Google's new Notebook tool lets you clip text, images or search results and save them in online notebooks that you can share with others. How does Google's new tool stack up against the competition?

Web research tools have been around since the first web bookmarks allowed you to save a list of favorite URLs. These types of tools are designed to help you save, organize and revisit content you've found on the web. Some are simple clipping tools; others allow you to create searchable databases of web content with lots of bells and whistles.

The Google Notebook, like most of Google's recent product offerings, leans toward the simple and sparse. To use it, you need a free Google Account and must be logged in. Then you need to download a browser extension to enable the service.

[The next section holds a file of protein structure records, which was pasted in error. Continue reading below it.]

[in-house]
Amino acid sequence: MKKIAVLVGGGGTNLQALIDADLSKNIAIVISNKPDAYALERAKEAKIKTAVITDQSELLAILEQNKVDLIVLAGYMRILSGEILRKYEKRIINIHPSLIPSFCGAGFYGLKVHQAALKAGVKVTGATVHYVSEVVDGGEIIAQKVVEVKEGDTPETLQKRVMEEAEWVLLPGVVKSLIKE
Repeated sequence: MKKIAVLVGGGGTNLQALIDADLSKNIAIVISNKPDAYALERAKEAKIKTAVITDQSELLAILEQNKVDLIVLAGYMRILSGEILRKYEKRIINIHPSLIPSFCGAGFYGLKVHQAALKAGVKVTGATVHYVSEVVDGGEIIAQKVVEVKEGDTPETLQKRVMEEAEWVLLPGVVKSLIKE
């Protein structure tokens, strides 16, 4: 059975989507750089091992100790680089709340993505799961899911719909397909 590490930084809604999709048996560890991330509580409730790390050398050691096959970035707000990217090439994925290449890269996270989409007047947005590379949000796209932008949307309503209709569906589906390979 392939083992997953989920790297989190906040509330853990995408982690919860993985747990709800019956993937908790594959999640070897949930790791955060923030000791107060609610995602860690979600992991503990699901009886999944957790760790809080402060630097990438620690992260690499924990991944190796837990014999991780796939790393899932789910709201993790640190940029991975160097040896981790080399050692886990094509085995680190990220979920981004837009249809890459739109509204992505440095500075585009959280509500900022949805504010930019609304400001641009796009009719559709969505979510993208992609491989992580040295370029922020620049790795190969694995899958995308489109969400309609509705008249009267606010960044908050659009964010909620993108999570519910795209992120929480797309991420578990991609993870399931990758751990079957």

Google Notebook is currently only available for Internet Explorer 6 (not the beta version of IE 7), or Firefox 1.5+. Users of other browsers can't use the tool, though Google says it may make versions for Safari and Opera available later.

Once you've downloaded and installed the browser extension, simply highlight content from web pages you want to save, right click and select the "Note this (Google Notebook)" option. The content you selected is saved, with the source URL automatically captured as well. This works even if you don't highlight any content—it has the same effect as bookmarking a page in Google Notebook.

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